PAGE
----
USA: Scientists engineer GM rice to survive drought
Scientists at Cornell University in the US say they have created a new variety of genetically altered rice that is designed to better withstand drought and other adverse weather conditions. A Cornell spokesman said that the key to improving the drought resistance of rice was synthesising a naturally occurring sugar called trehalose. Trehalose is produced naturally in a wide variety of organisms but usually in small amounts, except for in plants that are capable of surviving prolonged droughts in the desert, according to Cornell biologist Ajay Garg. If successful, there is a possibility that the technique could also be used to improve the drought resistance of corn, wheat, soybeans and sugarcane.
Get full access to all content, just $1 for 30 days
A Message From The Editor
just-food gives you the widest food market coverage.
Paid just-food members have unlimited access to all our exclusive content - including 17 years of archives.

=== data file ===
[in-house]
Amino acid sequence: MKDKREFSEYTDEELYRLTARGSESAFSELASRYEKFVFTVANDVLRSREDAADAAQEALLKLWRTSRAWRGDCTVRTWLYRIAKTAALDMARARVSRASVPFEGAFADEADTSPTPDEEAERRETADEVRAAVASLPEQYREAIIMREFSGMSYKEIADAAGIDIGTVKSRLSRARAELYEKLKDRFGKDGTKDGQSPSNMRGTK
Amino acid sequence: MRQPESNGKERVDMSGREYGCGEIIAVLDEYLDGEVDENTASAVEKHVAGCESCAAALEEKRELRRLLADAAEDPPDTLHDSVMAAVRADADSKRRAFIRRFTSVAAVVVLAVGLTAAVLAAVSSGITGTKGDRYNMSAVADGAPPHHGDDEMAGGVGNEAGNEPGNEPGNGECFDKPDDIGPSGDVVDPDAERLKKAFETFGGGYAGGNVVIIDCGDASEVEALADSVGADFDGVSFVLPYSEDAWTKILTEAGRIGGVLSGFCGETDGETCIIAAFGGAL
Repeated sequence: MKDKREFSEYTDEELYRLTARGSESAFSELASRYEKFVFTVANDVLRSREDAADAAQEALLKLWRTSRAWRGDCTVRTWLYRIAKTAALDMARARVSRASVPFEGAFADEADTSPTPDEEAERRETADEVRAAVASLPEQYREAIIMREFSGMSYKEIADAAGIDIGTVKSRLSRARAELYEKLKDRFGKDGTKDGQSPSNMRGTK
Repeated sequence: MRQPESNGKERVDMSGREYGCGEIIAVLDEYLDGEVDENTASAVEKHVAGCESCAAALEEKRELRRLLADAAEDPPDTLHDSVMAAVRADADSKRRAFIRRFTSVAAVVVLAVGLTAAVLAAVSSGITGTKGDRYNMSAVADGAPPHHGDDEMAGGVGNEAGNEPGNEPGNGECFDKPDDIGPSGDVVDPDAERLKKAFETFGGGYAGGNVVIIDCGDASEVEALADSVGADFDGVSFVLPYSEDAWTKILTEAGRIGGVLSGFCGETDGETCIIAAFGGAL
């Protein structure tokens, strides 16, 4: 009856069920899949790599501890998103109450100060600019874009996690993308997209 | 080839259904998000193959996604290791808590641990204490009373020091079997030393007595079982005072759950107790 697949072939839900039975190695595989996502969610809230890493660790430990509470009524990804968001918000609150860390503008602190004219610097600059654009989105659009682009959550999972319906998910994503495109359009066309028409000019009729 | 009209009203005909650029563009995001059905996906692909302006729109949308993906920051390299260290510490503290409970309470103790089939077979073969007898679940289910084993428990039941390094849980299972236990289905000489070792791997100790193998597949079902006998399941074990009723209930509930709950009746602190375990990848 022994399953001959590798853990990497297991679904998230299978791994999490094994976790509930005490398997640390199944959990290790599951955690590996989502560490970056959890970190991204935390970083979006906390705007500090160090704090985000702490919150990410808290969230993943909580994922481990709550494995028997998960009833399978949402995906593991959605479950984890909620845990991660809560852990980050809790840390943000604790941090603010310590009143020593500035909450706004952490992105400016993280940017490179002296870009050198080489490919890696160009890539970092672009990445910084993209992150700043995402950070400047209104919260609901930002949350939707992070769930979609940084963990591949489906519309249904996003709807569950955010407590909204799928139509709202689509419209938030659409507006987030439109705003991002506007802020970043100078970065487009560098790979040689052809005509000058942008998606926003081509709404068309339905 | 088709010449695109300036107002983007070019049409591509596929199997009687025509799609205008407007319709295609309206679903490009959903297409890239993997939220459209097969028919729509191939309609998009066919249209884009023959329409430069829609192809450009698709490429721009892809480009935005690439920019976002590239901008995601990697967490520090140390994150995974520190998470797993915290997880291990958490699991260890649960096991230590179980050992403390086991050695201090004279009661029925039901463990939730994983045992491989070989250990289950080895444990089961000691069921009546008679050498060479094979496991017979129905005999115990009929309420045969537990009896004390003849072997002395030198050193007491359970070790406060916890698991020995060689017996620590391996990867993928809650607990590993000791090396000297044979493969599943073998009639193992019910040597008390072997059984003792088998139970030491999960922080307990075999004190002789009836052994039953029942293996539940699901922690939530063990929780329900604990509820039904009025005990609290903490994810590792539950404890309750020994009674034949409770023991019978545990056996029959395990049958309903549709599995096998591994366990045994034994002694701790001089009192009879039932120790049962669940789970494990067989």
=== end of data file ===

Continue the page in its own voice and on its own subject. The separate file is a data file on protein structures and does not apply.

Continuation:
I am so confident you will love complete access to our content that today I can offer you 30 days access for $1.
It’s our best ever membership offer – just for you.
Dean Best, editor of just-food
- General Mills sales woes continue - analysis
- Why personalisation will take-off in US food
- Comment: Meal kits in US - don't believe the hype
- US food next wave on display at Winter Fancy Food
- Column: Kraft Heinz, Unilever and sustainability
- Unilever 'lining up spreads sale'
- UK own-label firm Park Cakes sold in MBO
- Kraft Heinz cuts jobs in US, Canada
- Immigration crackdown "risk" for US dairy industry
- BRF plant suspended amid bribery allegations